Their prescience has paid off.
"Business is going extremely well," said Olsen. "There are a lot of homeowners out there in need of a short sale, and fortunately we are in a position to help them out."
More banks are beginning to accept short sales as a way of stemming its losses.
"It is a win-win solution," said Olsen. "The banks, when they take ownership, contrary to what people believe, they don't' want to do that. When they take ownership, they lose a substantial amount of money. If they accept a short sale, they realize the homeowner is trying to have a proactive resolution to this problem, and the bank loses a lot less money."
"Short sales were very rare back a couple, three years ago," said Zandi, "and now they're increasingly common."
The National Short Sale Center was able to get the lender's ear and work out a deal so the company would accept a short sale buyer, and let Bruce off the hook.
Through the short sale process, the pain continues. Melanie Bruce had to write a "hardship" letter to her lender, ironically, sharing more financial information to get out of the loan than she did getting into it.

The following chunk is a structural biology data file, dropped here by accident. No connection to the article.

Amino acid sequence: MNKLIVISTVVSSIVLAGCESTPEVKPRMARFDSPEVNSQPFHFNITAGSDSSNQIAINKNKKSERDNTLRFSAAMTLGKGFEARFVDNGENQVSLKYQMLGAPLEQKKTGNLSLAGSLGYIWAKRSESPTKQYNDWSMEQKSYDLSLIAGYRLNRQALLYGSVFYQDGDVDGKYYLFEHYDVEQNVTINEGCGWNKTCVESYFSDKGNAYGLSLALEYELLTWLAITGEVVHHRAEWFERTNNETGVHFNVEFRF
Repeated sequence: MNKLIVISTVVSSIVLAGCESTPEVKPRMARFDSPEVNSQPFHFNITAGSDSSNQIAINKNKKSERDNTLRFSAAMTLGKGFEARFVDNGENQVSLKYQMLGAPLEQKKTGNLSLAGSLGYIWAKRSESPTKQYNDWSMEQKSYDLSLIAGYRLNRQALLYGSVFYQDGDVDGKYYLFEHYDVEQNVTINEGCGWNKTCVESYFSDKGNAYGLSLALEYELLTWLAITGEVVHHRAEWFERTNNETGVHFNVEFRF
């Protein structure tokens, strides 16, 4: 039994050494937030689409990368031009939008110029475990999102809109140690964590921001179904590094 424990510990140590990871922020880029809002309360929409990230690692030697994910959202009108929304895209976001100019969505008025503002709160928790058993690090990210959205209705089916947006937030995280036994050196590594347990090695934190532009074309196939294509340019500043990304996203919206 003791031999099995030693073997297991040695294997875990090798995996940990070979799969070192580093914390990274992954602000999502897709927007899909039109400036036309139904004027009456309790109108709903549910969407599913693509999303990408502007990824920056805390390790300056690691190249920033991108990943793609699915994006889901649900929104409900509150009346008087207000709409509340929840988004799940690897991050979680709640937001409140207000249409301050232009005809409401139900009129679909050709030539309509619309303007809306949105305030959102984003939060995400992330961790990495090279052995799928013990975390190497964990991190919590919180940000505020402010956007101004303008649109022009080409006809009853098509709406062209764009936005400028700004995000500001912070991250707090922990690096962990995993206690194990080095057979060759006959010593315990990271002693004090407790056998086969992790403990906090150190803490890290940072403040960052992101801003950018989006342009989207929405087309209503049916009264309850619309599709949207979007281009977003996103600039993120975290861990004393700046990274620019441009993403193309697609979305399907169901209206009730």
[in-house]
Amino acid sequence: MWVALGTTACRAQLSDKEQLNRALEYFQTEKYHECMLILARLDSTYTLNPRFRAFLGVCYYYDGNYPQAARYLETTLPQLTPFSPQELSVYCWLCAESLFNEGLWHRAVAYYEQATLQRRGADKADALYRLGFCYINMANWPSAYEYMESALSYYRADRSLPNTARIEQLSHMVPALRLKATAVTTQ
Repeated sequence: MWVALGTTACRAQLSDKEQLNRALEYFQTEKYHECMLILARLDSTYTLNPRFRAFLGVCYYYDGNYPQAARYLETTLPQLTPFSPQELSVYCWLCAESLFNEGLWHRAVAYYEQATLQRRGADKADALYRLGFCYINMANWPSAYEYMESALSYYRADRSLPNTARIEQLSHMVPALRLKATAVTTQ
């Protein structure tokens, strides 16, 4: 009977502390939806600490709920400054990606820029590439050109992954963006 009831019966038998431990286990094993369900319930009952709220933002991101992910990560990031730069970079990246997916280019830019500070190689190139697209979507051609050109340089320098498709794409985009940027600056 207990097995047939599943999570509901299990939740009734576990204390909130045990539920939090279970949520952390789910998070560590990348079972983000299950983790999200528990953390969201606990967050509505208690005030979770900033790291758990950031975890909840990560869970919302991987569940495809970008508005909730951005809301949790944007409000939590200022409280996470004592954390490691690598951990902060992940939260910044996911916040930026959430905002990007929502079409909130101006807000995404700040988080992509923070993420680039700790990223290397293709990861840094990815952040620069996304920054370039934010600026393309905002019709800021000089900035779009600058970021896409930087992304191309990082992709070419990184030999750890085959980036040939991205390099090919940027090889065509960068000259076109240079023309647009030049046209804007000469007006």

"I had to show surprisingly little to get the mortgage," said Bruce. "So yeah, inversely, when you write this letter of hardship you are really getting into your personal life."
"It is with great embarrassment and regret that I write this letter, as I have always prided myself on being responsible," Bruce said in the letter.
The lender approved a buyer at $66,000 less than the original purchase price.
"I paid $325,000 for it, and the house just sold for $259,000," Bruce said. "It's a real blow to your self-esteem. You could pull out my credit [and see] that everything is paid on time. This is the first blip on my credit report. You see this on the news and you think, 'Well, at least I'm not alone.' But it doesn't change the fact that you're in this situation. It doesn't change the fact that you have to make this decision. And your dream of owning a house has now fallen apart."
In three more weeks, Melanie Bruce and her family joined another burgeoning trend -- they're becoming renters and will walk away debt free.
"It's amazing what you can get for $1,000," she said. "There is one place with this granite kitchen and upgraded countertop. It's beautiful."